June 28, 2011

Green Car List 2011

The American Council for an Energy-Efficient Economy's ranking of green cars has been published annually since 1998. Emissions are a major factor in the council's Green Car Rankings. “This is the most exciting Green Book in a decade for me, because there are so many vehicles in the running,” said Therese Langer, ACEEE’s Transportation Director, in an interview with PluginCars.com. The non-profit uses an exacting methodology for calculating the environmental impact of all cars and trucks.

Despite new competition from electric vehicles, such as the all-electric Nissan LEAF and the Chevy Volt plug-in hybrid, the winner for the 8th consecutive year is the Honda Civic GX, which runs on compressed natural gas. The Prius maintains a very presentable score, lowest hybrid emissions, and reliable track record. The Chevy Volt came in at the bottom of the list. “The Chevy Volt came very close to not making the list,” said Shruti Vaidyanathan, ACEEE Vehicle analyst. The first negative mark against the Volt in ACEEE’s methodology is the weight, which provides an indication of how much energy went into producing the vehicle. The Volt weighs about 500 pounds more than the Nissan LEAF or Toyota Prius. Plugin Cars reports that the Volt has unimpressive fuel economy when running on gasoline.

The top six cars on the official Green Car list for 2011:
  1. Honda Civic GX: Mileage: 24 city, 36 hwy, per gallon-equivalent. The Civic GX tops the list despite fuel economy figures that are lower than the others. It runs on compressed natural gas, which is burns more cleanly than gasoline.
  2. Nissan Leaf: Mileage: 106 city, 92 hwy, per gallon equivalent. EV rage: 100 miles. The Leaf burns no fuel at all, running purely on electricity. Electric power plants do burn fuel, and that's a factor taken into account in the ACEEE rankings. Of course, if the Leaf was charged with electricity from a solar plant or rooftop solar panels, the fuel issue would be eliminated.
  3. Smart ForTwo: Mileage: 33 city, 41 hwy. The ForTwo, a two-seat car, relies on small size, light weight and a tiny three cylinder engine to get a high "Green Score." The assumption is that heavier cars create more waste and emissions in their manufacturing and disposal than lighter cars. However, we do wonder why a car as small and light as the Smart ForTwo doesn't have significantly better gas mileage.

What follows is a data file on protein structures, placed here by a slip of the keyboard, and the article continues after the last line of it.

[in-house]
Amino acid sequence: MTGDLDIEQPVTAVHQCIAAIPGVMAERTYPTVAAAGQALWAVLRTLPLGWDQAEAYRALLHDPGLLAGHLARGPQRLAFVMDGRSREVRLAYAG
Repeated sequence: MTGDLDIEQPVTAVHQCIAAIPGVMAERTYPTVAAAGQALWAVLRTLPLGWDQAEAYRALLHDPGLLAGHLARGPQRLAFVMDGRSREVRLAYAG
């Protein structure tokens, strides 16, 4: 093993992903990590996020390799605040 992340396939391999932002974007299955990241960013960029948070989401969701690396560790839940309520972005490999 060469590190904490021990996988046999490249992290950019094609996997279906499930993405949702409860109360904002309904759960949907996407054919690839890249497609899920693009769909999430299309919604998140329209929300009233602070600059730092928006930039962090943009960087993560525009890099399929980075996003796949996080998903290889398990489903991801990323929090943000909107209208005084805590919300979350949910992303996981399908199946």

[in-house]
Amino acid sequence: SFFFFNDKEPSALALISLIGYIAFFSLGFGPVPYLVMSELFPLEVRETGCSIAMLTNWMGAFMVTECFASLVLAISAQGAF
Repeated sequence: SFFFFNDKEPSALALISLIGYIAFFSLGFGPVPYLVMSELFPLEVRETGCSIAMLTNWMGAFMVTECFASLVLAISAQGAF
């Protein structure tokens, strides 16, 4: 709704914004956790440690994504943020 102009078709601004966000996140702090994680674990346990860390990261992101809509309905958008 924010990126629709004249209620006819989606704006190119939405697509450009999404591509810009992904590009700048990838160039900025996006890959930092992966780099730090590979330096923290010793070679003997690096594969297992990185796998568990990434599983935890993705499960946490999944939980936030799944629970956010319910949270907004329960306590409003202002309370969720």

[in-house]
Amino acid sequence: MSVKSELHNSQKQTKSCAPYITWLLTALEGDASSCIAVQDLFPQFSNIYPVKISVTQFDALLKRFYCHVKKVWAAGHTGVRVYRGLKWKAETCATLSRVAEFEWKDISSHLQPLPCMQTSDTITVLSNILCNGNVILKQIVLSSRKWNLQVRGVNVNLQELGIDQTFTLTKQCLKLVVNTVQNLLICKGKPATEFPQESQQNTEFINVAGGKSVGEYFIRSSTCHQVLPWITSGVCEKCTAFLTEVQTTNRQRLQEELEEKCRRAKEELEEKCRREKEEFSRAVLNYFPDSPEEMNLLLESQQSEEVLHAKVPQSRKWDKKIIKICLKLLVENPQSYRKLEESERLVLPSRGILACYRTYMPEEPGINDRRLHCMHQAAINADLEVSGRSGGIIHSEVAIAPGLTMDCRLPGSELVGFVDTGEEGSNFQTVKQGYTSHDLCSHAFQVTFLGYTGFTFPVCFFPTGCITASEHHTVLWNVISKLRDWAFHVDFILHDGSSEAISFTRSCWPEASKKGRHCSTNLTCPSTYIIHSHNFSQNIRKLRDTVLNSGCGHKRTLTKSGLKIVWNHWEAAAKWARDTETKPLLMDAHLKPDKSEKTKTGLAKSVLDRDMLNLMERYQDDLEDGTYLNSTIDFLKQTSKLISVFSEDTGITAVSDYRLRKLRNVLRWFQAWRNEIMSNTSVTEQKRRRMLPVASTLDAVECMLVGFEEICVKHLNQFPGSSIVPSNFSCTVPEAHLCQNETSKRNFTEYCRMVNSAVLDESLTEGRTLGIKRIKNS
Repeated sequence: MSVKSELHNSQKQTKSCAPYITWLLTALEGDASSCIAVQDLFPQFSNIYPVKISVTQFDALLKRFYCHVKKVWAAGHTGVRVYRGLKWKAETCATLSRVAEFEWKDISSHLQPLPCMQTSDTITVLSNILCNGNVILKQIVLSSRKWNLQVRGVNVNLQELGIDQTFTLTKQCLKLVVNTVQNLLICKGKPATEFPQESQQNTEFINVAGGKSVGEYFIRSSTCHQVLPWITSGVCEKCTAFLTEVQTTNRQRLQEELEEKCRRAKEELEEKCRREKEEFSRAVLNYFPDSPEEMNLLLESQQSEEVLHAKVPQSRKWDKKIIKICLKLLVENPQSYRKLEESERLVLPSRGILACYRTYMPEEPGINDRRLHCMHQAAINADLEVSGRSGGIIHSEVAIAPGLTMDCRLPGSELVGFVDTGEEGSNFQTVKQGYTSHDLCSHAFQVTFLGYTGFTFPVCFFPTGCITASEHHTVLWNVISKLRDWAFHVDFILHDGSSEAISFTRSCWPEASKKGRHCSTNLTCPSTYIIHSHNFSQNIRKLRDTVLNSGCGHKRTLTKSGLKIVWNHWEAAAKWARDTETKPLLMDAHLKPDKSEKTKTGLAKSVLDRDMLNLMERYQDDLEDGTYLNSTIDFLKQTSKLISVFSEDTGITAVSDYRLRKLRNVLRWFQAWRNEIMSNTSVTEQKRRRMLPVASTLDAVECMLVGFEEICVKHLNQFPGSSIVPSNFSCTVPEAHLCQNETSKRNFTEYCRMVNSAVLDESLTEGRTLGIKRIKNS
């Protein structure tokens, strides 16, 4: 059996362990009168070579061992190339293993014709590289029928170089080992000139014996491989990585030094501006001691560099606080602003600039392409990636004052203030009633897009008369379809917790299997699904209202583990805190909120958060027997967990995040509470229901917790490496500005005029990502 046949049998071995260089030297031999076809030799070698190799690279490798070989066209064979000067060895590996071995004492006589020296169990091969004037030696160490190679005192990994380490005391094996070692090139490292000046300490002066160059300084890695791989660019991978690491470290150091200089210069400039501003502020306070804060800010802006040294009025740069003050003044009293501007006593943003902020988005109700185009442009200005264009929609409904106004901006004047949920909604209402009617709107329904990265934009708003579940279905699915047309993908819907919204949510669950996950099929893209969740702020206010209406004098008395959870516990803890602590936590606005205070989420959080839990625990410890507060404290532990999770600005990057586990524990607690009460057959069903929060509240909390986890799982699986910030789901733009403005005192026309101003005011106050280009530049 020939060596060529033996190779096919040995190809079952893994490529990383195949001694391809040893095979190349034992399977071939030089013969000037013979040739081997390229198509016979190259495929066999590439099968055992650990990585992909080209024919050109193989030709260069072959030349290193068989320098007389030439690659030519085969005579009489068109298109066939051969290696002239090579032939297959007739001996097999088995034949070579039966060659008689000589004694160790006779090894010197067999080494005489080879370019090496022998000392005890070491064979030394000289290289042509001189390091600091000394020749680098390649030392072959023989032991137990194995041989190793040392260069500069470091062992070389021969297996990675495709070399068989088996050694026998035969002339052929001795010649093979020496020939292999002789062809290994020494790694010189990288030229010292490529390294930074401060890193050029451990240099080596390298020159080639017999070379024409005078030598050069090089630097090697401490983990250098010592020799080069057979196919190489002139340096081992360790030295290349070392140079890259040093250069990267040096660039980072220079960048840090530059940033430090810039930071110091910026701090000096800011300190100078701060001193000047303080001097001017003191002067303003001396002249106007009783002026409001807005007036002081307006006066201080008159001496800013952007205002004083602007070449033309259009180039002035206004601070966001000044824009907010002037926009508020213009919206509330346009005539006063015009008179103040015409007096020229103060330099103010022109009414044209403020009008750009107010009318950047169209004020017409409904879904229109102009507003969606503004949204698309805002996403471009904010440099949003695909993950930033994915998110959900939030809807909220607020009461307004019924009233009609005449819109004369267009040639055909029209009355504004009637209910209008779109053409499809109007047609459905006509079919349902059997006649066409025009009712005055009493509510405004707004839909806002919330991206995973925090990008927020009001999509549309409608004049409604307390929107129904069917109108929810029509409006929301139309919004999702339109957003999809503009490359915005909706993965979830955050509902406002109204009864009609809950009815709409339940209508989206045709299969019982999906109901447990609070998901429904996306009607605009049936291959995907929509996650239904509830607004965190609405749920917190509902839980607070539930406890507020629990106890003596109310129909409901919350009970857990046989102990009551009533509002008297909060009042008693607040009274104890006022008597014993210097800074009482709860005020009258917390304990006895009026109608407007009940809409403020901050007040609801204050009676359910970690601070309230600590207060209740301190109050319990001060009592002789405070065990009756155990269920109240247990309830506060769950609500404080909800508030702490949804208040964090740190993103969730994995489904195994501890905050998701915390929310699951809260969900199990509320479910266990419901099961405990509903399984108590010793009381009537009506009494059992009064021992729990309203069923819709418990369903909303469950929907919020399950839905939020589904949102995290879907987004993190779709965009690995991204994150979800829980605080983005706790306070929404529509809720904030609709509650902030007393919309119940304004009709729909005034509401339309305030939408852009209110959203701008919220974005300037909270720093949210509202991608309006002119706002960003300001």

4. Toyota Prius: Mileage: 51 city, 48 hwy. Hybrid cars rank highly based on fuel economy, but they pay a penalty because of their heavy battery packs. The Prius is a very solid hybrid car with excellent fuel efficiency. However, cars that use nickel-metal batteries, as the Prius does, pay a higher penalty in the ACEEE rankings because their batteries contain more toxic substances than do the lithium-ion batteries used in most plug-in cars.
  5. Honda Civic Hybrid: Mileage: 40 city, 43 hwy. Because its hybrid system operates differently from that in a Prius, the Civic Hybrid is more efficient in highway driving than in the city. It's also less efficient overall.
  6. Honda Insight: Mileage: 40 city, 43 hwy. Honda launched the Insight as a less costly competitor to the Prius. Despite being a smaller car, its fuel economy is the same as the Civic Hybrid and not as good as the Prius.

    June 16, 2011

    Solar Plane Lands in Paris

    The Swiss Solar Impulse arrives in Le Bourget for the Paris air-show, where its makers say it marks a new stage in aviation and may revolutionize the air transportation industry. With 12,000 solar cells integrated into the wings, the aircraft is completely solar powered. By storing energy, it can also fly in cloudy weather and at night. Currently, Solar Impulse has a flying speed of about 70 kilometers per hour. However, as the engineers explained when the plane landed in Paris, this is just a first step, "Now we're showing that an airplane with zero fuel, just on solar power, can fly day and night with a pilot on board." A larger prototype of the plane is scheduled to fly around the world in 2013.

    June 5, 2011

    Godzilla on the International Space Station

    Go Go Godzilla!
    This picture was downlinked from the International Space Station by NASA ISS science officer Edward T. Lu who added, "This is a screen shot of the computer program we use to tell where we are. The places labeled EOS are locations that scientists have requested photos of. Godzilla is shown for scale."

    At EH, we have an office Godzilla much like this one. Apparently, Godzilla and a healthy sense of humor are in orbit around the earth.